A million ways to connect R and Excel

In quantitative finance both R and Excel are the basis tools for any type of analysis. Whenever one has to use Excel in conjunction with R, there are many ways to approach the problem and many solutions. It depends on what you really want to do and the size of the dataset you’re dealing with. I list some possible connections in the table below.

I want to… R function/package
Read Excel spreadsheet in R gdata
Read R output in Excel write.table
Execute R code in VBA Custom function
Execute R code from Excel spreadsheet RExcel
Execute VBA code in R Custom function
Fully integrate R and Excel RExcel


1 – Read Excel spreadsheet in R

  • gdata: it requires you to install additional Perl libraries on Windows platforms but it’s very powerful.
myDf <- read.xls ("myfile.xlsx"), sheet = 1, header = TRUE)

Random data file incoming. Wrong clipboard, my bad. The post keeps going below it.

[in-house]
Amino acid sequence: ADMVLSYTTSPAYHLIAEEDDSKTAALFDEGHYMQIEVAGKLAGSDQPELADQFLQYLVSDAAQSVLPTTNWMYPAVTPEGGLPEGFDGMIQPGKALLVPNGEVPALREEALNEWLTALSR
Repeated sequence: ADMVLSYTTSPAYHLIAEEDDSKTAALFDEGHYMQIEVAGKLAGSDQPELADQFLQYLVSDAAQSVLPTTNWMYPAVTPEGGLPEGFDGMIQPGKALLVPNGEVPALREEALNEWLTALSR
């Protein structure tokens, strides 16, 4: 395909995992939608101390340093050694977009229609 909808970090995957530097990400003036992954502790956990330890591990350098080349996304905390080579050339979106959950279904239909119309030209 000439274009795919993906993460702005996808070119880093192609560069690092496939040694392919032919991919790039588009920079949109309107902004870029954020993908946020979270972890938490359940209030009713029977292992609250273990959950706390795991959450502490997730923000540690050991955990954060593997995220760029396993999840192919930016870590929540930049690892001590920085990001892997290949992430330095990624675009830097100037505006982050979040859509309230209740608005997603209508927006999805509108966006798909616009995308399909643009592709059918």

• RODBC: This is reported for completeness only. It’s rather dated; there are better ways to interact with Excel nowadays.
  • XLConnect:  It might be slow for large dataset but very powerful otherwise.
wb <- loadWorkbook("myfile.xlsx")
myDf <- readWorksheet(wb, sheet = "Sheet1", header = TRUE)
  • xlsx:  Prefer the read.xlsx2() over read.xlsx(), it’s significantly faster for large dataset.
read.xlsx2("myfile.xlsx", sheetName = "Sheet1")
  • xlsReadWrite: Available for Windows only. It’s rather fast but doesn’t support .xlsx files which is a serious drawback. It has been removed from CRAN lately.
  • read.table(“clipboard”):  It allows to copy data from Excel and read it directly in R. This is the quick and dirty R/Excel interaction but it’s very useful in some cases.
myDf <- read.table("clipboard")

2 – Read R output in Excel
First create a csv output from an R data.frame then read this file in Excel. There is one function that you need to know it’s write.table. You might also want to consider: write.csv which uses “.” for the decimal point and a comma for the separator and write.csv2 which uses a comma for the decimal point and a semicolon for the separator.

x <- cbind(rnorm(20),runif(20))
colnames(x) <- c("A","B")

3 – Execute R code in VBA